File photo.

The debacle when Taylor Swift tickets for her Tampa concerts went on sale is still causing headaches. Crooks took notice and this particular scam has even targeted some Q105 Saturday Night Dance Party listeners.

Most of us are suspicious when we get an unsolicited email or a telemarketer’s phone call. But on social media, when you’re among fellow friends, neighbors and fans, it’s easy to let your guard down. When a show sells out, scam artists will target you. And unfortunately this scam works. Here’s how they do it.

I saw this scam happen firsthand when our Q105 roller skating party at United Skates in Tampa sold out. We’re shooting the music video for Debbie Deb’s big 80s hit “Lookout Weekend.” I mentioned since the event is now sold out, the only way to win tickets would be to listen to win them on the Saturday Night Dance Party. What did I do wrong? I put the words “sold out” in the Facebook text.

Scammers search for posts to sites like Facebook for the words “sold out.” Posing as fans, they’ll join your neighborhood’s community message board or a fan page for that artist who has a sold out show. They’ll tell a sob story of how heartbroken they are that the tickets they bought can’t be used. “We want a true fan to be able to enjoy the show,” they’ll say. Or they might say they have a family commitment or have fallen on hard times financially and can no longer afford to go. They try to tug on your heartstrings. Unfortunately it works. Don’t fall for it.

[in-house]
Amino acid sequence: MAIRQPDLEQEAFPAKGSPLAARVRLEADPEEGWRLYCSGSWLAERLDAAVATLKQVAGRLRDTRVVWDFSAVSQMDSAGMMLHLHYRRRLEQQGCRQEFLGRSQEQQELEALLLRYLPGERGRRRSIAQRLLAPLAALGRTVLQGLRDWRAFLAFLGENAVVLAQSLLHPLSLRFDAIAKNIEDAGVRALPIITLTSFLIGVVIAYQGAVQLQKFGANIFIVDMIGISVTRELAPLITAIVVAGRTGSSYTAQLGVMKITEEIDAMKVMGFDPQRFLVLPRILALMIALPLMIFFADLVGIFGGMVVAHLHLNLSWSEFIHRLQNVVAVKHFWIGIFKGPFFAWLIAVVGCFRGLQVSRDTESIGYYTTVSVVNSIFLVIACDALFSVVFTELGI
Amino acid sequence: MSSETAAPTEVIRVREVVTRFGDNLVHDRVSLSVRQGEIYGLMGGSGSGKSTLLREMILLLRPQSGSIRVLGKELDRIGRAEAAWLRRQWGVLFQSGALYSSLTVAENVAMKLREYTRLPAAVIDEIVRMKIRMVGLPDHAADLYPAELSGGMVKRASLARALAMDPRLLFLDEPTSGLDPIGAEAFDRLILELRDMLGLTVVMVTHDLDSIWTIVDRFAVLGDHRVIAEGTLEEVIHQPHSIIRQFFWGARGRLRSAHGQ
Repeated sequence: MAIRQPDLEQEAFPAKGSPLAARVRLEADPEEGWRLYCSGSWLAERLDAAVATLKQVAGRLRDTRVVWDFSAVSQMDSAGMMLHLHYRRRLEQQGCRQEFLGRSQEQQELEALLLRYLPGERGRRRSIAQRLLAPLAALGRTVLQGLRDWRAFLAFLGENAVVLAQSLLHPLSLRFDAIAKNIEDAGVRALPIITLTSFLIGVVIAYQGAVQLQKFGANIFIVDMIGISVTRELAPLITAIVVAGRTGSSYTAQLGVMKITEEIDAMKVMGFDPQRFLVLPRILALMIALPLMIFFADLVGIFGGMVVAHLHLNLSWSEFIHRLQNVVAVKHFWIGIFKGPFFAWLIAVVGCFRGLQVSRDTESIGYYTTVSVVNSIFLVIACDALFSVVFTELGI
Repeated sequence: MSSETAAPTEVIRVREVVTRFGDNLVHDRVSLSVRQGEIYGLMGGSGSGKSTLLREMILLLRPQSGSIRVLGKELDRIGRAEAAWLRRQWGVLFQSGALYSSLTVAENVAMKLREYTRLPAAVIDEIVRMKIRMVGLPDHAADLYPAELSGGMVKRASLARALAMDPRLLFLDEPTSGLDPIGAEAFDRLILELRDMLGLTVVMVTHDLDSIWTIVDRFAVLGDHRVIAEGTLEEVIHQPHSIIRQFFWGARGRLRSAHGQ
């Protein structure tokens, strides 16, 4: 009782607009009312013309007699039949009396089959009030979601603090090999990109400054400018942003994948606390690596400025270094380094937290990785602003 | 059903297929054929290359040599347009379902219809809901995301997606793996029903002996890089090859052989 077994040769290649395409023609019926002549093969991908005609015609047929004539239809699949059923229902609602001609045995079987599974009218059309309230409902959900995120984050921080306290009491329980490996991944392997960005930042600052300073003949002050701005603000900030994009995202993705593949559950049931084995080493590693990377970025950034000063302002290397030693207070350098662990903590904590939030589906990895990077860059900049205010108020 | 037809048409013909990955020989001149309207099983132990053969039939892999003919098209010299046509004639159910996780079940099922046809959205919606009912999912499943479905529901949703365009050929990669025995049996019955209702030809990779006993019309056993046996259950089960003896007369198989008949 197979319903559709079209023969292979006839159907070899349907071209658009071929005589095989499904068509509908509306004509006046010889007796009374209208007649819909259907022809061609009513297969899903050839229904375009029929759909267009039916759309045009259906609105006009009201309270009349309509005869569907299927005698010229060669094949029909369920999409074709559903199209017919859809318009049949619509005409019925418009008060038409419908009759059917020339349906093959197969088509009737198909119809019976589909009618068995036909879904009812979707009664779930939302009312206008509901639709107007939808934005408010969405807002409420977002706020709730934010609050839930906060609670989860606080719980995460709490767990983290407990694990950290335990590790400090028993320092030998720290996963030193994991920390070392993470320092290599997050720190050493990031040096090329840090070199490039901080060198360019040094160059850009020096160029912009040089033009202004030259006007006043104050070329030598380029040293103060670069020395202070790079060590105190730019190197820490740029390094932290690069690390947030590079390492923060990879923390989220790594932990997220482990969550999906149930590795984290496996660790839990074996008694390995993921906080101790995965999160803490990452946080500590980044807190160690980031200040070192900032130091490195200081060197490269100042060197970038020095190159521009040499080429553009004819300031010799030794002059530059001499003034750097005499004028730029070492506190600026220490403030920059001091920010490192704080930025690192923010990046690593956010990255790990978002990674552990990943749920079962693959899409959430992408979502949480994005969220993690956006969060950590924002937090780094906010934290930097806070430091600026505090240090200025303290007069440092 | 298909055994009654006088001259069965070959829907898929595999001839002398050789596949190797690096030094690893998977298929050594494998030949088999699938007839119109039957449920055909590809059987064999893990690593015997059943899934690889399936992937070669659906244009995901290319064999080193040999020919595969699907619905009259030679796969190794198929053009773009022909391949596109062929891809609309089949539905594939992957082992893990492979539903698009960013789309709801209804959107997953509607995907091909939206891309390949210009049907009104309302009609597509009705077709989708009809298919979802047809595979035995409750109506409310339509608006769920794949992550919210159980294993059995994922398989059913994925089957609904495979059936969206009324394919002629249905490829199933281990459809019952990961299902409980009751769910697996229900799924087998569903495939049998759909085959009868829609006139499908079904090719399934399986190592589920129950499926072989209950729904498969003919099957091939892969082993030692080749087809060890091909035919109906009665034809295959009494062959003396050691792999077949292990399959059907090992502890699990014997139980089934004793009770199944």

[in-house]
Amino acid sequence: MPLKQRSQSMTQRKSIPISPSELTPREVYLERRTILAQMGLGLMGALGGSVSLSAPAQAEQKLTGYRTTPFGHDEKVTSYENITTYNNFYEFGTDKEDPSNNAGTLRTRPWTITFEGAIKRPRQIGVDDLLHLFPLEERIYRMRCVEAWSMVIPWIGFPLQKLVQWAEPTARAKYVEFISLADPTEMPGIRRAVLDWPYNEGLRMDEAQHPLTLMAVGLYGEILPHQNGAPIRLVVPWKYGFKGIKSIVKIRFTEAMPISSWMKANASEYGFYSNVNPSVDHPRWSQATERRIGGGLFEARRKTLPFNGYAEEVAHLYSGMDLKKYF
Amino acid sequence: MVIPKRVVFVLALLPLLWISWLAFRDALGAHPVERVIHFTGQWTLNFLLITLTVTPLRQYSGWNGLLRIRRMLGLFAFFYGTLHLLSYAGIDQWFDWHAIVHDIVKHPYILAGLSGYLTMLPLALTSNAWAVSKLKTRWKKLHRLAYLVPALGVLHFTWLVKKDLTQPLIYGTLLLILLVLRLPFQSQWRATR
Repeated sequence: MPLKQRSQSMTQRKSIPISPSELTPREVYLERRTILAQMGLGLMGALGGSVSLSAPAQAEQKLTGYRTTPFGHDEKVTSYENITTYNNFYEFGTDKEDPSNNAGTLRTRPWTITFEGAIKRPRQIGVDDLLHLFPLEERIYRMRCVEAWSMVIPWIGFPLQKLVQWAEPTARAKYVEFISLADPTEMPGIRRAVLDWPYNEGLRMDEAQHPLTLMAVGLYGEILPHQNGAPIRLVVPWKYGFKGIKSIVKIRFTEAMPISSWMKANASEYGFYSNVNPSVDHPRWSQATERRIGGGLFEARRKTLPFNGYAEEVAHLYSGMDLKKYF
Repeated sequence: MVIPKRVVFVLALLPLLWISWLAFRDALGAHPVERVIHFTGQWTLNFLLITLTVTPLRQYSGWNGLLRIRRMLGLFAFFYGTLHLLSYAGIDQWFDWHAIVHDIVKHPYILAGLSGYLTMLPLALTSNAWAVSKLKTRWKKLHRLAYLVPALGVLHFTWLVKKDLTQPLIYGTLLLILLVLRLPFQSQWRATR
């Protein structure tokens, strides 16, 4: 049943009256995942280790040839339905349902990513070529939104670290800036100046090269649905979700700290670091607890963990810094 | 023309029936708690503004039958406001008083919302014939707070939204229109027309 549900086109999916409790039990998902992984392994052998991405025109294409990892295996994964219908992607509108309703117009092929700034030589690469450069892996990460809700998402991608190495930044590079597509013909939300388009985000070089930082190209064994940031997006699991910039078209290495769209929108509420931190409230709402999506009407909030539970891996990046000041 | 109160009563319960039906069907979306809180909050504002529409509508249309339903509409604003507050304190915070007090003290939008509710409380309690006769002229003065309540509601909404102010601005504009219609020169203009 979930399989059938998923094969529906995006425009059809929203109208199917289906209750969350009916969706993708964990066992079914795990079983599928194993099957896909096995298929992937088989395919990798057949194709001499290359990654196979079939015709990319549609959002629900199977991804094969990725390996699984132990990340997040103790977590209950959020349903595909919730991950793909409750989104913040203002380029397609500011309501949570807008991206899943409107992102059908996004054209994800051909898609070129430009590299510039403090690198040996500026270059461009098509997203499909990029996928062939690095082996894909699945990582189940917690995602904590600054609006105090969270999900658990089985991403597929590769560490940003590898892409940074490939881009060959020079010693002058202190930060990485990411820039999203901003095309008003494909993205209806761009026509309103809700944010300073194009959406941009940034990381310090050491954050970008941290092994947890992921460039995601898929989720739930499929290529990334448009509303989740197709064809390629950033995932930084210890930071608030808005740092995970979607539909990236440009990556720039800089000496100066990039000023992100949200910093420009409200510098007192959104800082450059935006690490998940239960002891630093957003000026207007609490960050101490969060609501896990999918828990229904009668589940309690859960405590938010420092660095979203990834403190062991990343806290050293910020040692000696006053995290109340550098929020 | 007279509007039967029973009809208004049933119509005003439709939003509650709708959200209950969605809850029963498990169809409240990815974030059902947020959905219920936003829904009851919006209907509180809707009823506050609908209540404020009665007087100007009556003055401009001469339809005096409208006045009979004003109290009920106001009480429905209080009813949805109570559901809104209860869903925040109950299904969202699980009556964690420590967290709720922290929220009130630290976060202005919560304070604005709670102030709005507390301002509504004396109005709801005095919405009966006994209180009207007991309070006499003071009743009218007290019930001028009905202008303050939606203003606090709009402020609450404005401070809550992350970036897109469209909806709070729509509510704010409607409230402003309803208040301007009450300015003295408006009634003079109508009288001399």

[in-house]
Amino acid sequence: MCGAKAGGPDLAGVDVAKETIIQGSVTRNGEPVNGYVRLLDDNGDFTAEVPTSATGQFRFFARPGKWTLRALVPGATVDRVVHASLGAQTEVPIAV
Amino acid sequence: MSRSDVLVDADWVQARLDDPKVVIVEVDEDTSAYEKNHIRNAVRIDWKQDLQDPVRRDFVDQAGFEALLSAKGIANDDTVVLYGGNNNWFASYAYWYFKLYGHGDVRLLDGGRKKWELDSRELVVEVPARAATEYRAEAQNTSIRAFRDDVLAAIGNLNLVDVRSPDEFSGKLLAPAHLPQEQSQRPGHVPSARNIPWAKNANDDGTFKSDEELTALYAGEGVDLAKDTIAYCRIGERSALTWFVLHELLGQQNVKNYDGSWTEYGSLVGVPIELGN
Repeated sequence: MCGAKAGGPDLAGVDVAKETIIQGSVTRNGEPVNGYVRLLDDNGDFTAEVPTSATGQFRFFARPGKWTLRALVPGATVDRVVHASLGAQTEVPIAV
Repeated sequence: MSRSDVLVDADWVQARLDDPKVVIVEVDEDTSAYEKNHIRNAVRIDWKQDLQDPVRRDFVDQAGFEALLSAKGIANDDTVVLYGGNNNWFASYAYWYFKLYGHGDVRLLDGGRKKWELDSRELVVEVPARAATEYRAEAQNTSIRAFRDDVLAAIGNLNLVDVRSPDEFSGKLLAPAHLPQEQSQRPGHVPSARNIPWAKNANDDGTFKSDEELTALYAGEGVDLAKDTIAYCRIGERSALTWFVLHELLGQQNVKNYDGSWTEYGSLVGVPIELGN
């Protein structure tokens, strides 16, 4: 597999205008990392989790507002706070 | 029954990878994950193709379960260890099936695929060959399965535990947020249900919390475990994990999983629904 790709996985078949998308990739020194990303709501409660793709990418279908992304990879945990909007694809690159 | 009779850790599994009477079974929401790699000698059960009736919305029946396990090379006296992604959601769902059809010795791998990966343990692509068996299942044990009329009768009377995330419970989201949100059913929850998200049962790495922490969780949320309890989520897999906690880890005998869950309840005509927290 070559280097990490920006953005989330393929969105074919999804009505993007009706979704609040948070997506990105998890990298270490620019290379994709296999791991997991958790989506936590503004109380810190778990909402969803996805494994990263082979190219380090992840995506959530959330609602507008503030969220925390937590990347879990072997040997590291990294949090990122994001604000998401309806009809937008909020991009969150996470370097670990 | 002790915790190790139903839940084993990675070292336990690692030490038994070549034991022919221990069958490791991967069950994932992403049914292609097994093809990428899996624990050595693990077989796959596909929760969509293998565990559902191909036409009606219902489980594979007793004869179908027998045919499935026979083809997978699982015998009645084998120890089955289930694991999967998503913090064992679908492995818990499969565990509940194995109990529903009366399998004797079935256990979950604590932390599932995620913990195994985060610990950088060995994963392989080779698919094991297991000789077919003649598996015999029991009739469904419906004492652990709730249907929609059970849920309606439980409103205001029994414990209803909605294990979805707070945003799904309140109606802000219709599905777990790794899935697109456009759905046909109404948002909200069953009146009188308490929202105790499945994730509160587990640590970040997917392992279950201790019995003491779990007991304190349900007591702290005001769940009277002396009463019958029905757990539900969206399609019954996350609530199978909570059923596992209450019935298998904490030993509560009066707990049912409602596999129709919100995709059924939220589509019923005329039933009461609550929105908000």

Within 30 minutes of posting that message about our roller skating party being sold out, we had no less than a dozen comments from people offering up their tickets. The wording was almost identical in every comment. None of the comments came from users who were regular members of our Saturday Night Dance Party group. Fortunately, I was able to change the settings on Facebook so that only longtime members can comment. But other Facebook groups may be unaware of that option.

Unless you personally know the seller in real life, avoid those on social media posting comments either selling or even GIVING AWAY tickets. Yep, they try that tactic too. They’ll send you fake tickets and after ask you to give them some of the money back to thank them for their generosity. You’ll realize it’s a scam when you get to the ticket scanner at the arena.

ABC Action News has a story out today of a Taylor Swift fan who is out $660. Unfortunately services like PayPal, Venmo and Zelle offer little to no protection in scenarios like this. So beware.

How to avoid the scam.
There’s no sold out show where tickets are completely unavailable. Obviously with sold out shows, you’re going to have to pay extra. Stick with legitimate ticket reseller sites. You’ll pay a premium, but when you pay with your credit card, you’re protected. And while prices are high on sites like Stub Hub, the few times I’ve had an issue with a ticket, they’ve gone above and beyond to make it right. You want to have confidence your tickets will actually get in to the show.

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Hey it's Geno. Thanks for reading. Got something to add to this story? Connect with me on Facebook, Instagram or Twitter.

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